HC Deb 09 November 1961 vol 648 cc1159-60
Q1. Mr. Stonehouse

asked the Prime Minister if the speech of the Chancellor of the Exchequer on economic policy on 28th October at Leicester represents the policy of Her Majesty's Government.

The Prime Minister (Mr. Harold Macmillan)

Yes, Sir.

Mr. Stonehouse

Is the Prime Minister aware that, according to the report in The Times,the Chancellor said that he had been unable to forecast the extent of the economic problem? Further, is he aware that The Timesreports today, from its correspondent in Geneva, that the international trade report of the G.A.T.T. shows that the British share of the British overseas sterling markets dropped from 62 per cent. in 1950 to 40 per cent. in 1960? Does not this confirm the enormous neglect of the past ten years? Since the Chancellor of the Exchequer admitted some of the blame, will the Prime Minister accept part of the blame for the mistakes that have been made?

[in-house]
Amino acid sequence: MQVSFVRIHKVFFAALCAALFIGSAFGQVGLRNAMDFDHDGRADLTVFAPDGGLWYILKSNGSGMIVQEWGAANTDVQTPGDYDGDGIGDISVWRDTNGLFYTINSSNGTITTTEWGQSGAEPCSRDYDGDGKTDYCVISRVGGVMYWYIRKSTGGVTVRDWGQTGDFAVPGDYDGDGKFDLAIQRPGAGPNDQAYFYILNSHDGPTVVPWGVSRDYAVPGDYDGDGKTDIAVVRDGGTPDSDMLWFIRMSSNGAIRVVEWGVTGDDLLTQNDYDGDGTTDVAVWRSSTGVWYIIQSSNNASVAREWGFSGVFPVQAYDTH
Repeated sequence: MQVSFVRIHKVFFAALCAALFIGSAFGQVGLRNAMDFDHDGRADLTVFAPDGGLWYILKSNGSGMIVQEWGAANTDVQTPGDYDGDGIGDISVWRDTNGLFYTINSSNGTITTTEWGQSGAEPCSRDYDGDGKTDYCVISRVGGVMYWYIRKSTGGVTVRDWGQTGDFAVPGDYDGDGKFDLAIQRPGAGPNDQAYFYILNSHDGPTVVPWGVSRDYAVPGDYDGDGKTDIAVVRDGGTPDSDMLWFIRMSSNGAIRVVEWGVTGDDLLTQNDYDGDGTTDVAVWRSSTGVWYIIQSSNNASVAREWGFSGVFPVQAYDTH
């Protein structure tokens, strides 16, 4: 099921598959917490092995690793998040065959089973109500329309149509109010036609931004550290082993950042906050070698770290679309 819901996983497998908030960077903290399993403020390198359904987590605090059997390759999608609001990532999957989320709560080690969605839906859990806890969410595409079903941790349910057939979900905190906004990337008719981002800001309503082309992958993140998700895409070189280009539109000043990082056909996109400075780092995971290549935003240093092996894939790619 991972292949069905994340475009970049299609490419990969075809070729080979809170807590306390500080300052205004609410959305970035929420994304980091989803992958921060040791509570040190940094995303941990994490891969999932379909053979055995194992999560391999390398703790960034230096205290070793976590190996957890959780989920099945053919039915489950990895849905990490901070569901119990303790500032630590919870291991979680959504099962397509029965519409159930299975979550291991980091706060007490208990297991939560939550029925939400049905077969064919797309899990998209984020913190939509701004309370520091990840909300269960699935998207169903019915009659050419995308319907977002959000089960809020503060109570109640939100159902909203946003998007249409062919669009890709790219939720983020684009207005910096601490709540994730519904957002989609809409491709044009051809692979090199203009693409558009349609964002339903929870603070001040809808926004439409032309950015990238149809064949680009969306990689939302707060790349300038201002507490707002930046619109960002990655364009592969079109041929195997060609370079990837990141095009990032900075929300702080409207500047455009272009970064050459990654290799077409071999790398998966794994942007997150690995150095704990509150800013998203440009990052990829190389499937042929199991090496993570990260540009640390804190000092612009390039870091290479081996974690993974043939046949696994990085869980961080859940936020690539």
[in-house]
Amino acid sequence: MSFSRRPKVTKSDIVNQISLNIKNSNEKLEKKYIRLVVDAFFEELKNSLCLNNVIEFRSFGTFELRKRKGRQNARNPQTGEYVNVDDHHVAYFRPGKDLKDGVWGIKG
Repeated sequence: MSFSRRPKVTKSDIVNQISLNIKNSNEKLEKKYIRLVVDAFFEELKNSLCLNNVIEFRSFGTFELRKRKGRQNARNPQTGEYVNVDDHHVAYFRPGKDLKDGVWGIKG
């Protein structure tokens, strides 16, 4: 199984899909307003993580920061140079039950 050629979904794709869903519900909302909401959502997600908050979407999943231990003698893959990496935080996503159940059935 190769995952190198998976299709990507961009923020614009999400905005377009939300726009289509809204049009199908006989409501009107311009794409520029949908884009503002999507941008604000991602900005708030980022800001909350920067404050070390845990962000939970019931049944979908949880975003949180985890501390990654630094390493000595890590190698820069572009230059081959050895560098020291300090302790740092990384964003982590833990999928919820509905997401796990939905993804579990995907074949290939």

The Prime Minister

My right hon. and learned Friend covered this matter very fully in his speech to the House on Tuesday. I should have thought that he showed extreme foresight in his Budget by asking Parliament for additional regulators in case the very severe deflationary effect of a £500 million surplus was not in itself sufficient.

Mr. M. Foot

If the Prime Minister says that the speech made by the Chancellor at Leicester on 28th October did represent the policy of Her Majesty's Government, is it not very fortunate that that speech was reported by the newspapers, even though the Chancellor subsequently said that he had said something quite different?

The Prime Minister

That matter also was dealt with by the Chancellor of the Exchequer.

Mr. Paget

Does the right hon. Gentleman consider that the remission of Surtax was another example of foresight?

The Prime Minister

The remission of Surtax does not become effective until next year.